The Freedom to Remember

from ROI Community:

Theory of (Freedom’s) Relativity

Freedom is…well, different things to different people. We all feel saddled with burdens that aren’t ours, with circumstances that we feel are unfair. But most of us, if we are lucky enough to be counted as part of the Jewish innovation sector, are very lucky. We live in enough wealth and security to say, “yes, we’re Jewish, and we have all this creativity we’d like to apply toward making Jewish life, art, culture, tradition, peoplehood, etc better.” Most of the time, we understand that our challenges are different from the life-and-death moment-to-moment challenges that our grandparents confronted daily. Even when life throws us an unexpected blizzard, or earthquake, or tree falling on the house, we are able to say, “yes, that was terrible – but we’re lucky it wasn’t worse.” Or to put it another way, perhaps we got better than we deserved.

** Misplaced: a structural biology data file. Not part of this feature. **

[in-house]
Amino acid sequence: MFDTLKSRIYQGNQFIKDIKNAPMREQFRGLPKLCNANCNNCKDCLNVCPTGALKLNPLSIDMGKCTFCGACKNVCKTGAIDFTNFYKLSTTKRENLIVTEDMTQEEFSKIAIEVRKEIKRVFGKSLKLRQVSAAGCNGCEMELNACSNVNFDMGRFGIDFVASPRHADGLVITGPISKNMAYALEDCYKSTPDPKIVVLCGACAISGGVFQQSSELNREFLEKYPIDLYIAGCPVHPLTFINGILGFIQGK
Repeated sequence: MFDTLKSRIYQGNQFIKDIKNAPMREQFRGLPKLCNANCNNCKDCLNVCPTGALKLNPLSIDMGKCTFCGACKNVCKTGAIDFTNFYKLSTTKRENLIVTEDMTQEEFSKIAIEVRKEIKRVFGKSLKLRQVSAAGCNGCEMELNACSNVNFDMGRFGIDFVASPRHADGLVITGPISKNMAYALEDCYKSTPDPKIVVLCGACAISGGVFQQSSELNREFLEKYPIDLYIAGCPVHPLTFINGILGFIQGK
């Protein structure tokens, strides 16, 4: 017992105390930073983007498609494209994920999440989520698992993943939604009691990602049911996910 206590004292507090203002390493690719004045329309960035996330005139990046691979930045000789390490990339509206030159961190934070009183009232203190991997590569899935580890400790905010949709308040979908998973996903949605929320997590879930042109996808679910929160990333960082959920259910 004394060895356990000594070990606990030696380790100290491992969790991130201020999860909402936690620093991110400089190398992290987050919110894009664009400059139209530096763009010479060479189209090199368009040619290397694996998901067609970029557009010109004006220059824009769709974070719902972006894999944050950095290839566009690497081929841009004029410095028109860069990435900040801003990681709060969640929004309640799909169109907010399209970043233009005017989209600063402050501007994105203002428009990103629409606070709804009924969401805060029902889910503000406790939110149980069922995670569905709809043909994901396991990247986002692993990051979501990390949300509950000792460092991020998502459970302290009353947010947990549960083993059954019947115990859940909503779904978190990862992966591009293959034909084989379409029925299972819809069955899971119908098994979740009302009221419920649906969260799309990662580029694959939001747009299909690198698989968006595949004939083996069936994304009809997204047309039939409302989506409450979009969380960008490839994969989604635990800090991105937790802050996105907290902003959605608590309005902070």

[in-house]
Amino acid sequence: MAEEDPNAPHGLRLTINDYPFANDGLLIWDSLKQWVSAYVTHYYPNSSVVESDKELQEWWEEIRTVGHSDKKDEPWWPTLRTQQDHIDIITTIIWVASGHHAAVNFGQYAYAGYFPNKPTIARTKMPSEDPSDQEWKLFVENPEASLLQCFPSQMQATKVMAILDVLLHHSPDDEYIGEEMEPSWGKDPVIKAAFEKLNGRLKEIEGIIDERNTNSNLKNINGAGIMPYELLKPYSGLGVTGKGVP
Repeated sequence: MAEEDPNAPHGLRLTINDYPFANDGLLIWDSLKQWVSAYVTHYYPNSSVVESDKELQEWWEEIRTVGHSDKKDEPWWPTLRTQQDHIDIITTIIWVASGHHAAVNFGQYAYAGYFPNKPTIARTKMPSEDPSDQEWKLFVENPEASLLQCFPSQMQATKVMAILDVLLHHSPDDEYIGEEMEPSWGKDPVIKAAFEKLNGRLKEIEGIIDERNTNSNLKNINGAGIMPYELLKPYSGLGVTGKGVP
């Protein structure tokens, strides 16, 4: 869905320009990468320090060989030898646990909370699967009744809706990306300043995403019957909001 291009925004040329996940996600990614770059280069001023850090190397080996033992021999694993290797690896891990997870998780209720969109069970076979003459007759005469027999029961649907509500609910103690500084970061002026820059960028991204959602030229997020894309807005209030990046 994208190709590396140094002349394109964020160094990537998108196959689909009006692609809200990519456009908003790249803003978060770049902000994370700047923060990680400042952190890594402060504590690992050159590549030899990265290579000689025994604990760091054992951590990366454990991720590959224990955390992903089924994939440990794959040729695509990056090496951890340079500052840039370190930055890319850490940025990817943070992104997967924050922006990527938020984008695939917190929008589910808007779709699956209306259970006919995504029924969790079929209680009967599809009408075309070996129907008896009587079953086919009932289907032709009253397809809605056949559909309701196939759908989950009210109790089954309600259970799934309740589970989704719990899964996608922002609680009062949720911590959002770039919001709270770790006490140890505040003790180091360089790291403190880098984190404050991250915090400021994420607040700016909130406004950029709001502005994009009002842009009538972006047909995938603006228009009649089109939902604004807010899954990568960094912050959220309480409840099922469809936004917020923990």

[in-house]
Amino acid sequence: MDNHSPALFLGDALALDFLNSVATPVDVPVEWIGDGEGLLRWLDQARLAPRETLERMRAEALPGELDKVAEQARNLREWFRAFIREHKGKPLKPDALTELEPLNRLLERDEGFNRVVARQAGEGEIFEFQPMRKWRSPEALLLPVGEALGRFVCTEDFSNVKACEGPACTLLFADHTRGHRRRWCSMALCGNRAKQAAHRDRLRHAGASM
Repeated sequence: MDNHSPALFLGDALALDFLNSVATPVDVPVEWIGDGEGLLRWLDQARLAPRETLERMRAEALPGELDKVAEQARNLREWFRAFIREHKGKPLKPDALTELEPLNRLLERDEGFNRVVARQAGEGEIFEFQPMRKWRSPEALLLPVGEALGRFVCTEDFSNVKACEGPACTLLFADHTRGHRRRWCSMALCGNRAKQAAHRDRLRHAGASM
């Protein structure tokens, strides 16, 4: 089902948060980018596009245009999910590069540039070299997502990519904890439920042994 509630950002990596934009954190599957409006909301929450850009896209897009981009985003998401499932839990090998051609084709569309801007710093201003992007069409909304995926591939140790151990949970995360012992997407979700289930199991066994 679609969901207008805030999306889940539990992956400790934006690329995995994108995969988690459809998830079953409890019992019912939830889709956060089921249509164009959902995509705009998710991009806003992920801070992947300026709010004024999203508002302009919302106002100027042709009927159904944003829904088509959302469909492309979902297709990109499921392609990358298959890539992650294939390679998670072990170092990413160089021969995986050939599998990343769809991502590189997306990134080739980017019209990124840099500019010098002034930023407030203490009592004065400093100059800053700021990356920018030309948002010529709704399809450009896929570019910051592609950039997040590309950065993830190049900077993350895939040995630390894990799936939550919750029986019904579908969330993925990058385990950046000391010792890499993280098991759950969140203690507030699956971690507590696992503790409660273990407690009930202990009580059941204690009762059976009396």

There’s a midrash, a Jewish legend, that tells us that all Jewish souls were present at the revelation of the Torah on Mount Sinai. But I think the collective memory goes back further – to a time when our ancestors were oppressed, were told that their sons would be killed at birth, and were forced to make bricks without straw. Most of us today know we wouldn’t know how to make a brick even with plentiful straw and clay; and it is for this reason that we are commanded to see ourselves as if we, ourselves, had been redeemed from Egypt. Creating a national, deep, psychic connection between our modern daily lives and the lives of a people in slavery is essential to our cohesion.

Maybe freedom is remembering where you came from, and also having the ability to choose paths and ideas that craft a new outcome, creating a more creative or satisfying spiritual destiny. When you’re free, remembering where you’ve been doesn’t confine you to the path always-taken: it helps you define where you’re going .